SINGAPORE - While her contemporaries gun for top schools, teacher Vithiya Vannan chose to mould lives from the bottom up.
She was then fresh from university when she decided to apply for the education officer position at Boys' Town, a home for at-risk boys.
"This was despite protests from my family. They said I am a mere girl. What do I know about fending off these troubled teenaged boys," Ms Vithiya, 25, told The New Paper.
She said she was attracted to the alternative schooling programme at the 65-year-old Boys' Town, which reaches out to youths from socially and economically disadvantaged backgrounds.
The programme was formed to support boys with different learning needs and provide them a home-schooling environment.
In addition to academic certification, it imparts life skills such as customer service, work ethics and offers vocational training they need to become responsible and contributing members of society.
Ms Vithiya not only takes the boys in moral and civics education, as an education officer, she also coordinates part-time teachers who come in to teach them subjects such as English, Chinese, Mathematics and Science.
Like most people, Ms Vithiya had preconceived notions of Boys' Town and its residents, but that impression changed as soon as she walked through its gates.
"I found out that these boys need guidance and support from a mentor and friend, rather than someone barking instructions at them," she said.
So she decided to be just that - a mentor and friend.
She added: "I was once a rebellious teenager. I played truant, ran away and was suspended from school, but my family and my teachers never forsook me.
"They gave me the support and care that I needed to see me through my diploma and degree after that."
So Ms Vithiya is paying it forward.
"These boys are misunderstood - some abandoned, others put here because their parents took out a court order on them. All they need is a little guidance and that will take them a long way," she said.
Often, she would put herself "on a par" with her charges, teasing them as much as they tease her.
"I am rather heavyset so once the boys asked if I worked out, as my arms are huge. I told them I do weights, working every day with cheeseburgers in each hand," she said, laughing.
Like the idealistic teacher played by US actress Michelle Pfeiffer in the movie Dangerous Minds, Ms Vithiya battled apathy and scored sweet victory months later.
With her help, Tony, 17, and Ryan, 16, (not their real names) realised that their lives were not so bleak after all.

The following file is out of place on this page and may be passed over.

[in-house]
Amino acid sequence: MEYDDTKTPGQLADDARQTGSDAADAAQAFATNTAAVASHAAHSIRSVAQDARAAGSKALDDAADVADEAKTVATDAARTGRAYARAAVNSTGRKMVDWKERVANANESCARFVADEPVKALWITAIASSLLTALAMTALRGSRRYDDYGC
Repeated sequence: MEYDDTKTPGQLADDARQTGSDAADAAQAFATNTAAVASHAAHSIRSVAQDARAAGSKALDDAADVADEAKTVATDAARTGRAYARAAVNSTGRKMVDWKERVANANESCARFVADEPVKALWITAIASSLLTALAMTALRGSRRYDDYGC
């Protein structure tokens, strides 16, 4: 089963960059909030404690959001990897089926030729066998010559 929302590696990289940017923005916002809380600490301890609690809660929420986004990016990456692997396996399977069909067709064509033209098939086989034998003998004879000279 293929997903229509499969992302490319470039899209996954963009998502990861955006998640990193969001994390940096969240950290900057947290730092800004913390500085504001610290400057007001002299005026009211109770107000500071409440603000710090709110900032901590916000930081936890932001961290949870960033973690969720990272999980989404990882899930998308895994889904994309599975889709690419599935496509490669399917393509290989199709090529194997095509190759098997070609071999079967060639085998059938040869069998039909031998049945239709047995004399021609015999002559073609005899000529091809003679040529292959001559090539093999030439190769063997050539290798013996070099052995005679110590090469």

Tony, who was doing well in his lessons, was placed on the Boys' Town Work Readiness Attachment Programme (Wrap) earlier this year.
Wrap is a pilot programme to provide students with general skills needed to enter into the workplace. These include teamwork and communication. There is also a one-week job attachment to help students identify suitable career paths.
Said Tony: "The five-day job attachment helped me gain experience and earn a bit of pocket money."
Ryan said he now finds lessons "fun, especially the videos she shows during civics".
But not everything was rosy at the Home.
There were times when Ms Vithiya found herself getting in the middle of a fist fight between the boys.
"It was when the bigger boys saw that I could not handle the fracas that they helped pull the feuding boys apart," she said.
But all that is part and parcel of working at a boys' school, she said.
Ms Vithiya has also received a threat in her year of teaching at Boys' Town.
"Only that one time from a boy via SMS. I had to report him because he had told me something he did that was not legal and he got angry after that," she said.
Now, Ms Vithiya "draws a thick line" and makes sure the boys under her care know that while they can confide in her, it is still her duty to report any illegal activities.
When asked if she would, given a chance, transfer to teach in a top school in Singapore, Ms Vithiya said: "Nope. I am here to stay."
If you care for young people, have strong interpersonal skills and can commit daily for a year to guide and mentor young people, join Boys' Town as a part-time teacher. Candidates should be 25 years old and above. E-mail email@example.com or call 6690 5420 (ext 446) for more details.
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